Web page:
What are employees worried about when they say they don’t want to come back to the office? As with any meeting, listening is important. Initiate a longer conversation to understand what specifically concerns your employees right now. Are they natural worriers, immuno-compromised, and/or caring for toddlers, school-aged children, or elderly parents? These circumstances may contribute to their reluctance in returning to the office.

“COVID-19 is still part of the conversation for a variety of reasons,” noted Hayden. First, politicization of the pandemic and the vaccine has made dealing with issues in the workplace more challenging for CEOs. Second, information evolves and mandates change at warp speed. The city, county, state, and federal governments issue protocols at different paces—keeping track can be confusing and difficult. Third, events outside the workplace such as the Black Lives Matter movement, the 2020 federal election, and the January 6 insurrection are collectively affecting our consciousness. Those with school-aged children are also affected by the fears and concerns that affect their kids. The fourth has to do with safety. We want our employees to feel safe when returning to the office, traveling for work—whether for business or simply commuting on public transportation—and gathering in-person at events.

Employee Autonomy Tops Emerging Trends

Regina Ward looks at a tablet

Regina Ward, Senior Vice President – Institutional Market Not-For-Profit, BMO Harris Bank, enjoys refreshments and conversation with Gregory Heidrich, CEO, Society of Actuaries.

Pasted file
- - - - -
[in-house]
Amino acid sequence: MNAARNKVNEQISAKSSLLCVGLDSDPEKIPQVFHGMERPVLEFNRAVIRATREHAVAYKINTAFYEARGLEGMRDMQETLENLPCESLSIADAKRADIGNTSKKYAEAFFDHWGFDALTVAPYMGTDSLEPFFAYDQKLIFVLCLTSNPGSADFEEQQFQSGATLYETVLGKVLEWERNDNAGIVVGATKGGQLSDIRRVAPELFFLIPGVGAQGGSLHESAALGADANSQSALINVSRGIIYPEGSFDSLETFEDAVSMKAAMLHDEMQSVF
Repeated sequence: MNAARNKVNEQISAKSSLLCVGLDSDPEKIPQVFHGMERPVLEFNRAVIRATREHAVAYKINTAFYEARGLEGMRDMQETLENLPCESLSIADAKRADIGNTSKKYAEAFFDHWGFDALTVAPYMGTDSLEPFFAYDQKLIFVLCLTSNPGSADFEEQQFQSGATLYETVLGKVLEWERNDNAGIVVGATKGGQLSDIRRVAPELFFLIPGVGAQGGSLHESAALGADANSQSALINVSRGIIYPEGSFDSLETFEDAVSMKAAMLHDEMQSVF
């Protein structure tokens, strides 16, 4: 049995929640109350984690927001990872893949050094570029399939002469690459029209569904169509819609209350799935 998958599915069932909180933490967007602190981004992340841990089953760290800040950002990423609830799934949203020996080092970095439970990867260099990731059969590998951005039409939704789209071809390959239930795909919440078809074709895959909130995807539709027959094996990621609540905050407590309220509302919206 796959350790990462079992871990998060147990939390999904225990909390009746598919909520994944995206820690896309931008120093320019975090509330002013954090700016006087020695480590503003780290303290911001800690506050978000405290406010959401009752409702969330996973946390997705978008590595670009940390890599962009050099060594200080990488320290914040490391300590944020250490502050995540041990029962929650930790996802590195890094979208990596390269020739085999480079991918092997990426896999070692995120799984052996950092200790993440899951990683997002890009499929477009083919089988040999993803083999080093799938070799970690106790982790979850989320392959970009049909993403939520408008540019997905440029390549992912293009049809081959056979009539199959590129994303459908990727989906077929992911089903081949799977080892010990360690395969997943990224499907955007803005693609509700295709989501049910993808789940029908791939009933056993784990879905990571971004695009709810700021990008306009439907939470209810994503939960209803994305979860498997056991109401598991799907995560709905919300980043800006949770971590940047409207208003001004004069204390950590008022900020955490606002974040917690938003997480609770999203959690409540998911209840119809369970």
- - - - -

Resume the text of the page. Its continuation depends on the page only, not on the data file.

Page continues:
Whatever decision a CEO makes, someone is bound take exception to it. Fayoumi and Hayden suggested surveying your team about returning to the office to determine the specifics that underlie those exceptions as well as to query employees about what they find most valuable about coming into the office. Implementing “pulse-check” surveys on a periodic  basis are a means to glean information that can abet decision-making and also assist in distinguishing between safety issues and supervisory issues when it comes to employee productivity.

In a survey conducted by HR Source of major lessons learned by employers regarding alternative work arrangements, Hayden and Fayoumi shared the following emerging trends.

  1. Employee Autonomy. Employees prefer to have more control of their days; working outside the office has certainly contributed to that preference. Employees want freedom and flexibility. Although employees cite various risk factors for returning to the office, there is evidence that they’re willing to take social risks like personal travel.
  2. Equity. Conversely, don’t assume that all employees have conducive work environments at home. It could be a space issue (such as a studio apartment) or an emotional issue (e.g., living alone and feeling isolated). Home circumstances are not all equitable. In addition, not all positions are conducive to remote work, which is an internal equity issue.